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  • Writer's pictureCook Tillman

The Importance of Family Business Succession Plans

Estate planning is a complex process that becomes more complicated when it involves a family business. Ownership of a successful enterprise requires proactive steps to ensure that it will thrive long after a leader’s retirement or death.

A recent study revealed that 60 percent of family business leaders in North American have an emergency succession plan in place should something unexpected occur.

Proactive Steps Can Make a Difference

Business succession plans are paramount when passing the proverbial torch to a family member. A smooth transition is essential for various parties, including the executive team and staff members at all levels who rely on the company for their jobs.

Large, family-owned businesses often have multiple generations serving in various roles. Over time, some stand out as potential successors. The best succession plans are more formal and based on the best candidate, not necessarily defaulting to the spouse or eldest offspring.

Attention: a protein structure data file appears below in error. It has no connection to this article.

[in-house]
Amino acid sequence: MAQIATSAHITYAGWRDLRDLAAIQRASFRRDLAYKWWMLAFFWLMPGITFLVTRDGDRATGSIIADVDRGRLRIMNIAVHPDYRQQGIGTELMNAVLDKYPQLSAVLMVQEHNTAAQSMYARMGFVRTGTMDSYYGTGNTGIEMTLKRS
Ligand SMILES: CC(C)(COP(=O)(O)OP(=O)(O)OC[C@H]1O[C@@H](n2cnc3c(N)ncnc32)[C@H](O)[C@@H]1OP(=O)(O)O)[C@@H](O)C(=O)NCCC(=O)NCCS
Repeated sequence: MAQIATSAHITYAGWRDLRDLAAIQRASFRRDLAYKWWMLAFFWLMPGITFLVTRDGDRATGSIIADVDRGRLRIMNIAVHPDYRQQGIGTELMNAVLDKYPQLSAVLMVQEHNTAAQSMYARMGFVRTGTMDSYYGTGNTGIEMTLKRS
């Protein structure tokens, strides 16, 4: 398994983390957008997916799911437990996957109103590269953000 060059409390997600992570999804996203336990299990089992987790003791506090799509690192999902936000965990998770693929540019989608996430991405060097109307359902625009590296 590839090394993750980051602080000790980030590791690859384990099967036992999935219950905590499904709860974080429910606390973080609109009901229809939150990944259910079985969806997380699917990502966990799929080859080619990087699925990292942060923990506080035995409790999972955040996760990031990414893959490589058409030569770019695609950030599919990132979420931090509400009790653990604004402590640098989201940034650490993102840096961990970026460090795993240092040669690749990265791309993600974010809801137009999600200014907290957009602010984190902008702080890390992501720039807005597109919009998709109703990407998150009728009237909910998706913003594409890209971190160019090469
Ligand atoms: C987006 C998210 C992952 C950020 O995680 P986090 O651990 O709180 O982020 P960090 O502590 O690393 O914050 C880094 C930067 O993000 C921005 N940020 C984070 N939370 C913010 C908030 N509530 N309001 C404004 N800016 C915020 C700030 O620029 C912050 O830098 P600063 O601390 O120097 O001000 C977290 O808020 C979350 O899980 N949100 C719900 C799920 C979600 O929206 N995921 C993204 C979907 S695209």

While no one wants to talk about ending a career, let alone the end of their life, business leaders should discuss succession with their family members. Ideally, ongoing conversations should occur long before retirement is even an option. Topics should cover what it means to be a business owner and the day to day challenges that come with running a business.

Ideally, those more informal talks should eventually be “memorialized” with a legal document that spells out the responsibilities of surviving loved ones. Should a leader fall ill or pass away unexpectedly, a successor must step in quickly to provide leadership and stability during a difficult transition.

Peace of mind is paramount for leaders, family members, and everyone who relies on a steady paycheck from an employer. Chaos can lead to the most successful of enterprises shutting down and liquidating assets.

It is never too early to prepare a succession plan for a company, but it can be too late. The stakes are high. Sacrifice and sweat equity went into establishing operations. Careful legal steps can preserve that legacy long into the future.


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